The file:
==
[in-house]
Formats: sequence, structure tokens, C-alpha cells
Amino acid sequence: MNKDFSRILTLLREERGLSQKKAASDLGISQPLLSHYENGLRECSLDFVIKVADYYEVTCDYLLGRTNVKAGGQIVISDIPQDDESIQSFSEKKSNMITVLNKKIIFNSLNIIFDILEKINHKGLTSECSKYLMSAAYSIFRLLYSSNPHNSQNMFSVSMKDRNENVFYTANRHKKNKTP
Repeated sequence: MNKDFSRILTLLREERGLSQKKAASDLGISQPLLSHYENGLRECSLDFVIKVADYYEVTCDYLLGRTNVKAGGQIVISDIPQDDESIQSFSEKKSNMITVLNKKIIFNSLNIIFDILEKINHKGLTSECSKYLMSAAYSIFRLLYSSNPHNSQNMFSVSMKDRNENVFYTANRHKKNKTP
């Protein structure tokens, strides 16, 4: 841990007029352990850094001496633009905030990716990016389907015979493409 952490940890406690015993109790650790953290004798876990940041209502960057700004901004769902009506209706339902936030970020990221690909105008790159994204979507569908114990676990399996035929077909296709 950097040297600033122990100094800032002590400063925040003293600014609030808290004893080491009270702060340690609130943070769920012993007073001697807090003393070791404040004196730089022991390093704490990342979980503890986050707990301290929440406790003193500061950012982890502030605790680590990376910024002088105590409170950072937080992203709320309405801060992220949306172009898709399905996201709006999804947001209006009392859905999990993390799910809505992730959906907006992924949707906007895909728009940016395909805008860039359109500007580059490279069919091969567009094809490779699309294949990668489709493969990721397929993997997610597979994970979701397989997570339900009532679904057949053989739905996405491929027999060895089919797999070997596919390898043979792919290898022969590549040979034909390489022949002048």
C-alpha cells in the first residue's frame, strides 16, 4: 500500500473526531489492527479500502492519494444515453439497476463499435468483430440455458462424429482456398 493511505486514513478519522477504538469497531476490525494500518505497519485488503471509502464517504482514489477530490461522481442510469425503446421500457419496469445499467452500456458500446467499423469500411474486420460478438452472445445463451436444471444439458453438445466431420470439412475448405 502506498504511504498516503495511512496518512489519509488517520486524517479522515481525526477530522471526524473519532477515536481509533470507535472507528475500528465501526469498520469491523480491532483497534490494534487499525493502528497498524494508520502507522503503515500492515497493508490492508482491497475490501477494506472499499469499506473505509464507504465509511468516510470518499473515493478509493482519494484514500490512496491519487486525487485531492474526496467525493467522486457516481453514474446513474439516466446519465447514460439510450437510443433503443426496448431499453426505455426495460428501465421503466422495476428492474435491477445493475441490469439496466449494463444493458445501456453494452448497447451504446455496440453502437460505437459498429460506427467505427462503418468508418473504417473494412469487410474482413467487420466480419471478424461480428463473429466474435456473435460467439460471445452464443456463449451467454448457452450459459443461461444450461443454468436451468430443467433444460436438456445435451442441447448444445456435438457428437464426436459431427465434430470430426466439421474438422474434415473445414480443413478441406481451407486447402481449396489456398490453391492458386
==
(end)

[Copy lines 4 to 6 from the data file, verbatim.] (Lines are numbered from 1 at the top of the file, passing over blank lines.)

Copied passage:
Repeated sequence: MNKDFSRILTLLREERGLSQKKAASDLGISQPLLSHYENGLRECSLDFVIKVADYYEVTCDYLLGRTNVKAGGQIVISDIPQDDESIQSFSEKKSNMITVLNKKIIFNSLNIIFDILEKINHKGLTSECSKYLMSAAYSIFRLLYSSNPHNSQNMFSVSMKDRNENVFYTANRHKKNKTP
């Protein structure tokens, strides 16, 4: 841990007029352990850094001496633009905030990716990016389907015979493409 952490940890406690015993109790650790953290004798876990940041209502960057700004901004769902009506209706339902936030970020990221690909105008790159994204979507569908114990676990399996035929077909296709 950097040297600033122990100094800032002590400063925040003293600014609030808290004893080491009270702060340690609130943070769920012993007073001697807090003393070791404040004196730089022991390093704490990342979980503890986050707990301290929440406790003193500061950012982890502030605790680590990376910024002088105590409170950072937080992203709320309405801060992220949306172009898709399905996201709006999804947001209006009392859905999990993390799910809505992730959906907006992924949707906007895909728009940016395909805008860039359109500007580059490279069919091969567009094809490779699309294949990668489709493969990721397929993997997610597979994970979701397989997570339900009532679904057949053989739905996405491929027999060895089919797999070997596919390898043979792919290898022969590549040979034909390489022949002048």
C-alpha cells in the first residue's frame, strides 16, 4: 500500500473526531489492527479500502492519494444515453439497476463499435468483430440455458462424429482456398 493511505486514513478519522477504538469497531476490525494500518505497519485488503471509502464517504482514489477530490461522481442510469425503446421500457419496469445499467452500456458500446467499423469500411474486420460478438452472445445463451436444471444439458453438445466431420470439412475448405 502506498504511504498516503495511512496518512489519509488517520486524517479522515481525526477530522471526524473519532477515536481509533470507535472507528475500528465501526469498520469491523480491532483497534490494534487499525493502528497498524494508520502507522503503515500492515497493508490492508482491497475490501477494506472499499469499506473505509464507504465509511468516510470518499473515493478509493482519494484514500490512496491519487486525487485531492474526496467525493467522486457516481453514474446513474439516466446519465447514460439510450437510443433503443426496448431499453426505455426495460428501465421503466422495476428492474435491477445493475441490469439496466449494463444493458445501456453494452448497447451504446455496440453502437460505437459498429460506427467505427462503418468508418473504417473494412469487410474482413467487420466480419471478424461480428463473429466474435456473435460467439460471445452464443456463449451467454448457452450459459443461461444450461443454468436451468430443467433444460436438456445435451442441447448444445456435438457428437464426436459431427465434430470430426466439421474438422474434415473445414480443413478441406481451407486447402481449396489456398490453391492458386